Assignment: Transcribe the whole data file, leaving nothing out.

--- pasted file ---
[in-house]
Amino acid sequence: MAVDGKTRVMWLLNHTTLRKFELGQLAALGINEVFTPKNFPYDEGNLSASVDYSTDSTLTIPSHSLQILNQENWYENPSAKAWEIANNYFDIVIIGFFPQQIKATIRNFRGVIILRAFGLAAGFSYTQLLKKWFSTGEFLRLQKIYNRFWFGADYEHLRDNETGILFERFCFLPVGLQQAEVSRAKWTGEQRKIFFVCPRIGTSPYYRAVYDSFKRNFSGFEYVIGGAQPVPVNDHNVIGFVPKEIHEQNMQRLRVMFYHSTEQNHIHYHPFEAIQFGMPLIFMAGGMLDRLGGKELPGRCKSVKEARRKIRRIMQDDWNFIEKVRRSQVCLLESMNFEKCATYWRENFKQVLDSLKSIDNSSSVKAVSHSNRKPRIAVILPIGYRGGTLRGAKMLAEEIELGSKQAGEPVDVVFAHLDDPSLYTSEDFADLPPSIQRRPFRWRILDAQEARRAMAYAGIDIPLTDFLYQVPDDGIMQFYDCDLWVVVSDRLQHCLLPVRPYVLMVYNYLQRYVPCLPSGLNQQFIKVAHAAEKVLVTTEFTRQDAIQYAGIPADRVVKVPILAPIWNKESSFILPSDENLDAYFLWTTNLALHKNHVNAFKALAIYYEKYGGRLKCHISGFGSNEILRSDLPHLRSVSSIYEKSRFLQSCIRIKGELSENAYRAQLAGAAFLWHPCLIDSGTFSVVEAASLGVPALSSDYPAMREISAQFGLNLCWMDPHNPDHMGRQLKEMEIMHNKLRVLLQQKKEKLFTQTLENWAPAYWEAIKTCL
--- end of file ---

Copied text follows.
[in-house]
Amino acid sequence: MAVDGKTRVMWLLNHTTLRKFELGQLAALGINEVFTPKNFPYDEGNLSASVDYSTDSTLTIPSHSLQILNQENWYENPSAKAWEIANNYFDIVIIGFFPQQIKATIRNFRGVIILRAFGLAAGFSYTQLLKKWFSTGEFLRLQKIYNRFWFGADYEHLRDNETGILFERFCFLPVGLQQAEVSRAKWTGEQRKIFFVCPRIGTSPYYRAVYDSFKRNFSGFEYVIGGAQPVPVNDHNVIGFVPKEIHEQNMQRLRVMFYHSTEQNHIHYHPFEAIQFGMPLIFMAGGMLDRLGGKELPGRCKSVKEARRKIRRIMQDDWNFIEKVRRSQVCLLESMNFEKCATYWRENFKQVLDSLKSIDNSSSVKAVSHSNRKPRIAVILPIGYRGGTLRGAKMLAEEIELGSKQAGEPVDVVFAHLDDPSLYTSEDFADLPPSIQRRPFRWRILDAQEARRAMAYAGIDIPLTDFLYQVPDDGIMQFYDCDLWVVVSDRLQHCLLPVRPYVLMVYNYLQRYVPCLPSGLNQQFIKVAHAAEKVLVTTEFTRQDAIQYAGIPADRVVKVPILAPIWNKESSFILPSDENLDAYFLWTTNLALHKNHVNAFKALAIYYEKYGGRLKCHISGFGSNEILRSDLPHLRSVSSIYEKSRFLQSCIRIKGELSENAYRAQLAGAAFLWHPCLIDSGTFSVVEAASLGVPALSSDYPAMREISAQFGLNLCWMDPHNPDHMGRQLKEMEIMHNKLRVLLQQKKEKLFTQTLENWAPAYWEAIKTCL